definitely protects you.
However, to be protected, youve got to
wash your hands thoroughly and regularly.
Theres no rule for how often you should wash
your hands, but there are certain occasions
when you must wash your hands: after using
the bathroom, before eating or preparing food,
and after being with someone who is ill. I also
wash my hands as soon as I get home.
Remember that soap and water dont kill
germs; they mechanically remove germs from
your hands. Thats why its important to wash
your hands thoroughly. Follow these steps:
-- Spread cleanser over your hands.
-- Clean backs of hands and fingers.
-- Clean fingertips.
-- Clean fingernails.
-- Clean thumbs.
-- Clean between fingers.
It takes about one minute to properly wash
and dry your hands. Wash your hands for as
long as it takes you to sing one chorus of the
alphabet song.
Water alone does a fairly good job of
germ removal, but soap increases the overall
effectiveness by pulling unwanted material
off your skin and into the water. Drying your
hands is also important: Wet hands are more
likely to spread germs than dry hands.
What about hand sanitizers? The main
advantage of these alcohol-based cleaners,
which you just rub on your hands, is that you
dont need water or a towel, so you can use
them anywhere.
Alcohol kills bacteria and even some
viruses. To be effective, alcohol-based rubs
need to come into contact with all surfaces
of your hands -- back, front, in between the
fingers and so forth. Be sure to use enough
-- several squirts -- of alcohol-based hand
sanitizer.
We have more information on preventing
colds and flu in our 10-Minute Consult, Cold
and Flu. (Learn more about this report at
AskDoctorK.com, or call 877-649-9457 toll-
free to order it.)
(Dr. Komaroff is a physician and professor
at Harvard Medical School. To send questions,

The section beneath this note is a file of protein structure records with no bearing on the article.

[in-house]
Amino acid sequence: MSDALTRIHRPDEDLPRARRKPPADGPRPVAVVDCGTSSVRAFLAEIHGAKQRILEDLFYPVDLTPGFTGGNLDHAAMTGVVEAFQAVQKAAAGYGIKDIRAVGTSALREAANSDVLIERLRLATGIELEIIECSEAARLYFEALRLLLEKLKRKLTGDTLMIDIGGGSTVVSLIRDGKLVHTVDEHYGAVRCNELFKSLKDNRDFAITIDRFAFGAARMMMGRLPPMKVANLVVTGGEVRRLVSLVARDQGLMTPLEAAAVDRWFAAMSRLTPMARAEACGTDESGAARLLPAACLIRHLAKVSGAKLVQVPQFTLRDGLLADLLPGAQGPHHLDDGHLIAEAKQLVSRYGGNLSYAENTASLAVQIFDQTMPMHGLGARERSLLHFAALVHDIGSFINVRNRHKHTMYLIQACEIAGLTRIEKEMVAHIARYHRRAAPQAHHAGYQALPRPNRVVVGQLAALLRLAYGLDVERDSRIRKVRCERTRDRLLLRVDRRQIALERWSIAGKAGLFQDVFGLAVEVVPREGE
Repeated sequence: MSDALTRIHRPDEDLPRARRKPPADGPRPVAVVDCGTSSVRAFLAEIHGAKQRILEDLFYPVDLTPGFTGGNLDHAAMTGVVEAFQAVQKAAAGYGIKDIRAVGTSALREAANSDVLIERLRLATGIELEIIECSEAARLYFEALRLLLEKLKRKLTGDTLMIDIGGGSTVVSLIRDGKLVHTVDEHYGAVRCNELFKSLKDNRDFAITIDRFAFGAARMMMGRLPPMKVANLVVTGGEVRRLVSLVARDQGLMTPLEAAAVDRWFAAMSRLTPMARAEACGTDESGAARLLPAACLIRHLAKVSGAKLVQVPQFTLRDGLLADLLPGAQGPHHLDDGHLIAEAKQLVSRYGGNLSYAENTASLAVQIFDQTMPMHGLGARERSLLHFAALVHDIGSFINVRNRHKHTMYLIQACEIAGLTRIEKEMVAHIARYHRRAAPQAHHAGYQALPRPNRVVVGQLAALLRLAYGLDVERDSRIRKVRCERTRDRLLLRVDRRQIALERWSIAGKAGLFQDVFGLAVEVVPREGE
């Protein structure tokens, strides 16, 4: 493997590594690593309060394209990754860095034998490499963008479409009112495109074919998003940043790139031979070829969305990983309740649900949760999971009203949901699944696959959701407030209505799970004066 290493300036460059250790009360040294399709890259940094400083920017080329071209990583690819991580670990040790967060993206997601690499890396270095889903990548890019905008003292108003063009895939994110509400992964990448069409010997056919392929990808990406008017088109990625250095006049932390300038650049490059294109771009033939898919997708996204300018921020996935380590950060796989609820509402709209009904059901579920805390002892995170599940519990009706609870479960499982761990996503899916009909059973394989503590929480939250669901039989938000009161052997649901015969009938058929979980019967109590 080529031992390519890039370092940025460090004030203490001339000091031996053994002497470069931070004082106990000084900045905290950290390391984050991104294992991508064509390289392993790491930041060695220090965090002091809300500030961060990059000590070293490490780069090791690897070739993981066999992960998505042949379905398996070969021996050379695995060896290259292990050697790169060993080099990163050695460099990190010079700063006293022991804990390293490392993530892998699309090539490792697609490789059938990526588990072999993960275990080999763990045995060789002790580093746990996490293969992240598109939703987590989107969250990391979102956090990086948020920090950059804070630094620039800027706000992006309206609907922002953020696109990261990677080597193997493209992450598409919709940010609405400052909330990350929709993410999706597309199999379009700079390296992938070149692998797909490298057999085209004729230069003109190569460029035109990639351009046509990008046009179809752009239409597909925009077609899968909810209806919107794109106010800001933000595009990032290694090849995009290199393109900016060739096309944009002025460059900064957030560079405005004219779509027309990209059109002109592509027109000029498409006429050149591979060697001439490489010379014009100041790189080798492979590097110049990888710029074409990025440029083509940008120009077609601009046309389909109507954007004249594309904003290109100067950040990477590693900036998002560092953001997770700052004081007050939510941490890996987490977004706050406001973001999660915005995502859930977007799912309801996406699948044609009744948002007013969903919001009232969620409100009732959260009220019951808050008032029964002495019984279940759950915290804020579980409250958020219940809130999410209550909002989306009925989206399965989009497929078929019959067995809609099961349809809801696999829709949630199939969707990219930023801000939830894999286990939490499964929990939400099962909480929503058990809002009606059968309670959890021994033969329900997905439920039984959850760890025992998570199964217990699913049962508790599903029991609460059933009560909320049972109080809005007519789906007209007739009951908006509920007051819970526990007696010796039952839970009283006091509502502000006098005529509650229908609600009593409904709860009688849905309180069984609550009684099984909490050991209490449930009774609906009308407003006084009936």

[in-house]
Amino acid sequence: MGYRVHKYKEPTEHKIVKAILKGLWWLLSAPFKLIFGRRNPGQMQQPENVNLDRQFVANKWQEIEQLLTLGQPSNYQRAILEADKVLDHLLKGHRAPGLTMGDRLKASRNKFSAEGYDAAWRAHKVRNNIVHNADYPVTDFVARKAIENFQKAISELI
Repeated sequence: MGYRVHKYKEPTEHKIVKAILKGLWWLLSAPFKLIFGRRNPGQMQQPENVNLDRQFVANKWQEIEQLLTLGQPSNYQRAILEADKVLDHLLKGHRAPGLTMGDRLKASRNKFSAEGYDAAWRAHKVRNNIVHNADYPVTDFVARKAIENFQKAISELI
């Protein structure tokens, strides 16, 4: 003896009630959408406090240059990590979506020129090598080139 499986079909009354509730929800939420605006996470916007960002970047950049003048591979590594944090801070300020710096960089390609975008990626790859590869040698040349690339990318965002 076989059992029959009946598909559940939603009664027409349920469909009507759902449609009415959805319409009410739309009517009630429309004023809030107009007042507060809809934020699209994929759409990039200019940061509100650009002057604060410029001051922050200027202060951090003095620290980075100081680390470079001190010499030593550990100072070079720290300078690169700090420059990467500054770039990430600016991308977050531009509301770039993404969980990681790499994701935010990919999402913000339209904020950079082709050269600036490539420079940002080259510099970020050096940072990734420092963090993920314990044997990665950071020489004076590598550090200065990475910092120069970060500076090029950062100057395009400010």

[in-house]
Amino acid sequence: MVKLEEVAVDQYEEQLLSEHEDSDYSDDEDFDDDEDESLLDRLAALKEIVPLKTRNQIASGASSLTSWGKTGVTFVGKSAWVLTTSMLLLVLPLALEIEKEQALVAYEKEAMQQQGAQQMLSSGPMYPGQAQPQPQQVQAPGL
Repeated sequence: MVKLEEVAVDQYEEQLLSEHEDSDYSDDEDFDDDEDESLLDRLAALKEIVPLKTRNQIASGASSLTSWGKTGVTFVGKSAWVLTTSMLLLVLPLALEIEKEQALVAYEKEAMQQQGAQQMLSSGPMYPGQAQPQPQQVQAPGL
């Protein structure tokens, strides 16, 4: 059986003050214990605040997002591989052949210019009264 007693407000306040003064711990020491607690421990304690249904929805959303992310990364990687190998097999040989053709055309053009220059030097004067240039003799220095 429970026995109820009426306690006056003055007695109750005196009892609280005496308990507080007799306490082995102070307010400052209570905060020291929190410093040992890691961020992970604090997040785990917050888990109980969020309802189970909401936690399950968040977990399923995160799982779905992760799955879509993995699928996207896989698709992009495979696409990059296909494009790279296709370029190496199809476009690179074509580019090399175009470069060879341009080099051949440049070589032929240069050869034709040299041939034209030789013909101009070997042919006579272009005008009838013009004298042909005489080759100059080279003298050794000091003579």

go to AskDoctorK.com, or write: Ask Doctor
K, 10 Shattuck St., Second Floor, Boston, MA
02115.)
Anthony Komoroff, M.D.
On
Health
Washing hands is simple task,
but youve got to do it right
REAL ESTATE TRANSFERS
Van Wert County
Donald C. Sutton,
Darlene J. Sutton, Donald
C. Sutton Family Trust,
Darlene J. Sutton Family
Trust to Rick L. Sutton,
portion of section 7, Liberty
Township.
Patricia A. Dunifon to
Keith Dunifon, Lindsey
Dunifon, Nicole Dunifon,
portion of section 4, Jackson
Township.
Thomas L. Jones, Connie
Ruth Knittle to Thomas L.
Jones Living Trust, Connie
Ruth Knittle Living Trust,
inlot 3430, portion of inlot
193, inlots 526, 3289, Van
Wert, portion of section 6,
Jennings Township.
Winifred R. Ruhlin
Living Trust to Laura A.
Metzger Living Trust, inlot
3287, Van Wert.
Arthur G. Kiehl Family
Living Trust, Lois K. Kiehl
Family Living Trust to
Richard A. Bowen, portion
of section 15, Harrison
Township.
Todd D. Wolfrum,
Angela M. Wolfrum to
Ernest P. Welch, inlot 46,
Middle Point.
Wells Fargo Bank to
Secretary of Housing &
Urban Development, inlot
1984, Van Wert.
Estate of Wilma J. Carrier
to David L. Gibson, Lisa L.
Gibson, portion of section 7,
Tully Township.
Marcia L. Goings, Holly
Goings, Camille Goings,
Tara Lutz, Christopher
Lutz, Brandon Goings,
Christopher M. Lutz
to William E. Dowler,